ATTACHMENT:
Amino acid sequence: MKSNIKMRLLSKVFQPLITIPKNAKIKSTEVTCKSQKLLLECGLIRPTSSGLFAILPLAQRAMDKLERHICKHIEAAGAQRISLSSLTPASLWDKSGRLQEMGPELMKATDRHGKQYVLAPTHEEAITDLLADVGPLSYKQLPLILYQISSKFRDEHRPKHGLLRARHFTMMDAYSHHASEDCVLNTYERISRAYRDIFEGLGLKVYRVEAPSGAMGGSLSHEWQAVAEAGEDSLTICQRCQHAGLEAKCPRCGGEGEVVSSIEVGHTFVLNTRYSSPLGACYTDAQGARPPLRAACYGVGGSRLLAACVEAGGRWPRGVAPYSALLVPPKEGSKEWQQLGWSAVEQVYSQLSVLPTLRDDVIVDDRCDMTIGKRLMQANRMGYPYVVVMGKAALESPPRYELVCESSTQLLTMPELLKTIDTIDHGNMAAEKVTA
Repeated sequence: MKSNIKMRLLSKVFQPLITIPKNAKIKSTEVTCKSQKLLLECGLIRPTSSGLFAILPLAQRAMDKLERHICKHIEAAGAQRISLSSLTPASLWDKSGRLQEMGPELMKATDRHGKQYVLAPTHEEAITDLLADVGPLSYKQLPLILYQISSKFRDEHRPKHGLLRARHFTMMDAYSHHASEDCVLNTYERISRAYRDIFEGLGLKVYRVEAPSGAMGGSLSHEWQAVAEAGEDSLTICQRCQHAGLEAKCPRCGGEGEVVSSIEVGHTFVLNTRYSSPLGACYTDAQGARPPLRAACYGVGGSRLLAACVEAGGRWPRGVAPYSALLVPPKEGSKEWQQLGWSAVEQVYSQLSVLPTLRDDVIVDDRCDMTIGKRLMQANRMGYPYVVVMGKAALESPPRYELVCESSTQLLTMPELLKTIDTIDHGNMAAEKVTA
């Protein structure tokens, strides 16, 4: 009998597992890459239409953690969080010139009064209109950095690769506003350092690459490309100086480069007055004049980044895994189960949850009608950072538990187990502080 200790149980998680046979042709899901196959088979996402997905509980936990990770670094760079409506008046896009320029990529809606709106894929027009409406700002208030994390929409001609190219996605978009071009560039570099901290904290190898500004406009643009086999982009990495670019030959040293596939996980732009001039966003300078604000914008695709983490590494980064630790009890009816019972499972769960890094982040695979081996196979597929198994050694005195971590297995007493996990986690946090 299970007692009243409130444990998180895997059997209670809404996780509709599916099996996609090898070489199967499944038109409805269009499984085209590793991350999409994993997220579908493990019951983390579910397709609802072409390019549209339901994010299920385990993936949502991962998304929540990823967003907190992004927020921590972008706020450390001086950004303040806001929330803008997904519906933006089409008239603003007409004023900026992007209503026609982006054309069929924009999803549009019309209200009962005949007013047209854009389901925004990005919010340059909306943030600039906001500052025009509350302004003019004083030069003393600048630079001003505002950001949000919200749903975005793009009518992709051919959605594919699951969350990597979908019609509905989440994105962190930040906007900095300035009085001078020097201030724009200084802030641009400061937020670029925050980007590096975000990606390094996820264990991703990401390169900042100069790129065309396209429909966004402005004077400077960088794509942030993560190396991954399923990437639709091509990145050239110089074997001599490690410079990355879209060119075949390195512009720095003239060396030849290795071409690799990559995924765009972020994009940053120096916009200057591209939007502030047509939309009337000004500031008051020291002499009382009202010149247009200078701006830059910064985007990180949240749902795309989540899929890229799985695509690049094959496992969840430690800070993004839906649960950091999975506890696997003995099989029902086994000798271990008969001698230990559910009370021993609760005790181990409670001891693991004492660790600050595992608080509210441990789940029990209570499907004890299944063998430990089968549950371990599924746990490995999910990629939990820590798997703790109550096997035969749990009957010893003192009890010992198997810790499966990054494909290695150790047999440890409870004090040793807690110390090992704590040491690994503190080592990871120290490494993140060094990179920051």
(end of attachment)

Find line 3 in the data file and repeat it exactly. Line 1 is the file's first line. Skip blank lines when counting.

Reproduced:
């Protein structure tokens, strides 16, 4: 009998597992890459239409953690969080010139009064209109950095690769506003350092690459490309100086480069007055004049980044895994189960949850009608950072538990187990502080 200790149980998680046979042709899901196959088979996402997905509980936990990770670094760079409506008046896009320029990529809606709106894929027009409406700002208030994390929409001609190219996605978009071009560039570099901290904290190898500004406009643009086999982009990495670019030959040293596939996980732009001039966003300078604000914008695709983490590494980064630790009890009816019972499972769960890094982040695979081996196979597929198994050694005195971590297995007493996990986690946090 299970007692009243409130444990998180895997059997209670809404996780509709599916099996996609090898070489199967499944038109409805269009499984085209590793991350999409994993997220579908493990019951983390579910397709609802072409390019549209339901994010299920385990993936949502991962998304929540990823967003907190992004927020921590972008706020450390001086950004303040806001929330803008997904519906933006089409008239603003007409004023900026992007209503026609982006054309069929924009999803549009019309209200009962005949007013047209854009389901925004990005919010340059909306943030600039906001500052025009509350302004003019004083030069003393600048630079001003505002950001949000919200749903975005793009009518992709051919959605594919699951969350990597979908019609509905989440994105962190930040906007900095300035009085001078020097201030724009200084802030641009400061937020670029925050980007590096975000990606390094996820264990991703990401390169900042100069790129065309396209429909966004402005004077400077960088794509942030993560190396991954399923990437639709091509990145050239110089074997001599490690410079990355879209060119075949390195512009720095003239060396030849290795071409690799990559995924765009972020994009940053120096916009200057591209939007502030047509939309009337000004500031008051020291002499009382009202010149247009200078701006830059910064985007990180949240749902795309989540899929890229799985695509690049094959496992969840430690800070993004839906649960950091999975506890696997003995099989029902086994000798271990008969001698230990559910009370021993609760005790181990409670001891693991004492660790600050595992608080509210441990789940029990209570499907004890299944063998430990089968549950371990599924746990490995999910990629939990820590798997703790109550096997035969749990009957010893003192009890010992198997810790499966990054494909290695150790047999440890409870004090040793807690110390090992704590040491690994503190080592990871120290490494993140060094990179920051």